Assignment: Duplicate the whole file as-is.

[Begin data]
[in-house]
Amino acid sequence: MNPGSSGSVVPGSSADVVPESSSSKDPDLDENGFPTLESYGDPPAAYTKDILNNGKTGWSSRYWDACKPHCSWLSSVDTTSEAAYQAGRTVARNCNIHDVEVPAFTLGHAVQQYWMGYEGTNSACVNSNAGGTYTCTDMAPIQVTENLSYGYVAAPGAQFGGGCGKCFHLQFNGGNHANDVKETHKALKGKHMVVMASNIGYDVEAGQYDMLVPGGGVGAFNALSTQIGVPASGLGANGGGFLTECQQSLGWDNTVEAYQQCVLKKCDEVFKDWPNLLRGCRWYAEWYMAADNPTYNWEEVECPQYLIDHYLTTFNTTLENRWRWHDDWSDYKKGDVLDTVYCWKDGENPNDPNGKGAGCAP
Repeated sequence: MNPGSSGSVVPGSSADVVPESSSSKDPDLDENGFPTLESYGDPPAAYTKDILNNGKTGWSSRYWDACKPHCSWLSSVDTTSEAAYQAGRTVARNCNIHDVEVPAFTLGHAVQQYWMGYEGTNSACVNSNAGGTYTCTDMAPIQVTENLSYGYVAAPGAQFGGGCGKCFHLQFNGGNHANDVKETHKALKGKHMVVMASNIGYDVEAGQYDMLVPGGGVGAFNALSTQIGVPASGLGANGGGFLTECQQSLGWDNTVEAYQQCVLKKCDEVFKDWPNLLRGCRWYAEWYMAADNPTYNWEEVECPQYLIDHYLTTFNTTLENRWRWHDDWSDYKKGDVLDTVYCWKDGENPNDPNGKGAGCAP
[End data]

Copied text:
[in-house]
Amino acid sequence: MNPGSSGSVVPGSSADVVPESSSSKDPDLDENGFPTLESYGDPPAAYTKDILNNGKTGWSSRYWDACKPHCSWLSSVDTTSEAAYQAGRTVARNCNIHDVEVPAFTLGHAVQQYWMGYEGTNSACVNSNAGGTYTCTDMAPIQVTENLSYGYVAAPGAQFGGGCGKCFHLQFNGGNHANDVKETHKALKGKHMVVMASNIGYDVEAGQYDMLVPGGGVGAFNALSTQIGVPASGLGANGGGFLTECQQSLGWDNTVEAYQQCVLKKCDEVFKDWPNLLRGCRWYAEWYMAADNPTYNWEEVECPQYLIDHYLTTFNTTLENRWRWHDDWSDYKKGDVLDTVYCWKDGENPNDPNGKGAGCAP
Repeated sequence: MNPGSSGSVVPGSSADVVPESSSSKDPDLDENGFPTLESYGDPPAAYTKDILNNGKTGWSSRYWDACKPHCSWLSSVDTTSEAAYQAGRTVARNCNIHDVEVPAFTLGHAVQQYWMGYEGTNSACVNSNAGGTYTCTDMAPIQVTENLSYGYVAAPGAQFGGGCGKCFHLQFNGGNHANDVKETHKALKGKHMVVMASNIGYDVEAGQYDMLVPGGGVGAFNALSTQIGVPASGLGANGGGFLTECQQSLGWDNTVEAYQQCVLKKCDEVFKDWPNLLRGCRWYAEWYMAADNPTYNWEEVECPQYLIDHYLTTFNTTLENRWRWHDDWSDYKKGDVLDTVYCWKDGENPNDPNGKGAGCAP